YBC's Food Writer Allison from SeekSatiation is back today for an amazing wintery soup - I never considered ginger in my chicken soup but I’m excited to give it a try! Let me now what you think in the comments below! XO Candace
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I'm coming in hot with a no-added sugar recipe for y'all this month! This is a great compliment to the Namaslay® 30 Day No Sugar & Strength Building Program, or simply a great opportunity to meal prep something nutritious for the week. Plus, who doesn't love a hot bowl of soup in the winter? We're getting close to the end of the season, but those up us in the northern U.S. know that we could get two feet of snow next week, followed by a stretch of 65 degree weather two days later, followed by another foot of snow three days later. In short: It’s still soup season.
Speaking of sugar, isn't it easy to accumulate a lot in your daily diet without realizing it? Most experts agree that women should not exceed 25 grams of sugar per day, and men should aim to eat less than 37.5 grams a day. Even on a mindful eating day, I feel that I still tend to exceed that. How about you? I often eat vegetable and protein-filled breakfasts with unsweetened herbal teas, but there are mornings when work is hectic and I'll grab a handy-dandy package of oatmeal from my desk drawer. Last week, on a particularly wild morning, I consumed a packet of apple-walnut oatmeal topped with blueberries, plus one of my half-dozen cold-pressed juices I was gifted from a local NYC juice store. (Food blogging perks!) I also grabbed an unsweetened iced matcha latte from a cafe in Grand Central, because...GOD did I need it that morning. Ha! Out of curiosity, I did the math. I was shocked, yet not shocked.
1 packet oatmeal: 18 grams sugar, added
1 cup blueberries: Roughly 18 grams of sugar, natural
16 oz.orange-carrot-ginger juice: 37 grams sugar, natural
12 oz. matcha latte, unsweetened: Roughly 15 grams sugar, natural (lactose)
Right there, I stomached around 88 grams of sugar in about 15 minutes, both added and natural. Granted, that meal was an exception for me, but I've had breakfasts like that before, and I'm sure I will again. It just goes to show how easy it can be.
Candace has made this point before, and I'm on board with her: be sure to read your labels! Sugars can have sneaky names that don't immediately register in your head when you're reading through an ingredient list! Knowing the terminology can save you from ingesting more sugar than you'd prefer to. Also, there is nothing inherently wrong with consuming natural sugars - dairy, fruits, and vegetables all have their own - but it's all about being mindful of your amounts, regardless.
Well, here is a simple chicken and vegetable soup - infused with warming fresh ginger - to make you forget about sugar! My ace in the hole? Chicken thighs! Opt for bone-in to gain some additional sustenance from simmering the bones. Personally, this is a good way to use chicken in a soup recipe without dealing with an entire chicken carcass; frankly, I'm Team I - Don't - Want - To - Deal - With - The - Whole - Carcass. Ha! This is a great alternative.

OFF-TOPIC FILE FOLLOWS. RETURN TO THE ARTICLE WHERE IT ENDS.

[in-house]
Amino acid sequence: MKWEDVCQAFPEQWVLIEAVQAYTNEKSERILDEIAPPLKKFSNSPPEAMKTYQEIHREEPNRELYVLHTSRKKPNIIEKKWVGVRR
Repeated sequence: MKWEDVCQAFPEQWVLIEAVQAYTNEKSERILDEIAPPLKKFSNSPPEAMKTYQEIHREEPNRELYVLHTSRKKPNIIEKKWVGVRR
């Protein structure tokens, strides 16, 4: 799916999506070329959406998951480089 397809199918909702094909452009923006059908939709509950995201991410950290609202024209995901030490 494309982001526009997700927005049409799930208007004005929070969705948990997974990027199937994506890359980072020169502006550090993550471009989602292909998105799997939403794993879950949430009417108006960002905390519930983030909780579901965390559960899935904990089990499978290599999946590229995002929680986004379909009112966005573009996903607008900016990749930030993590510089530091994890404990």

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Chicken Vegetable Ginger Soup
- 4 cups chicken stock or bone broth (use promo code ‘yogabycandace’ at BrothMasters for a discount)
- 3 cups water
- 4 - 5 chicken thighs, bone-in; skin optional
- 3 large carrots; diced
- 1 medium white onion, diced
- 3 stalks celery; diced
- 3 - 5 cloves of garlic, smashed and minced
- 1 teaspoon turmeric
- 1 3" - 4" knob fresh ginger, peeled, cut into two even pieces; grate one half and score the other half with a knife.
- Salt & pepper, to taste
- 2 - 3 scallions, for garnish (optional)
If you can find a good deal on a container of mirepoix - pre-diced carrots, onions, and celery - use it! Though I usually avoid buying pre-chopped vegetables, it was actually cheaper for me to buy the mix than the carrots, onion, and celery separately when I tested this recipe. Or if you’re just lazy and want to not chop vegetables, get a container of mirepoix! You do you!
Also, feel free to adjust the amount of ginger you want. I prefer go a little spicier with it, but feel free to just use a few teaspoons of the freshly-grated ginger instead of grating the entire half of it.
1.) Add broth and water to a large pot and bring to a slow boil. Add all ingredients, cover pot, and cook on medium-low for 15 minutes before reducing to a simmer for an additional 45 minutes.
2.) Remove scored ginger piece and discard. Remove chicken thighs and allow to cool for a few minutes until comfortable enough to touch. Remove meat from bones, shred, then add back to soup; discard bones or save for another use. Add salt and pepper to taste. Serve immediately with diced scallions, if preferred.
3.) If storing, allow soup to cool slightly before transferring to containers. Stores in fridge up to three days, or freeze for 4 - 6 months.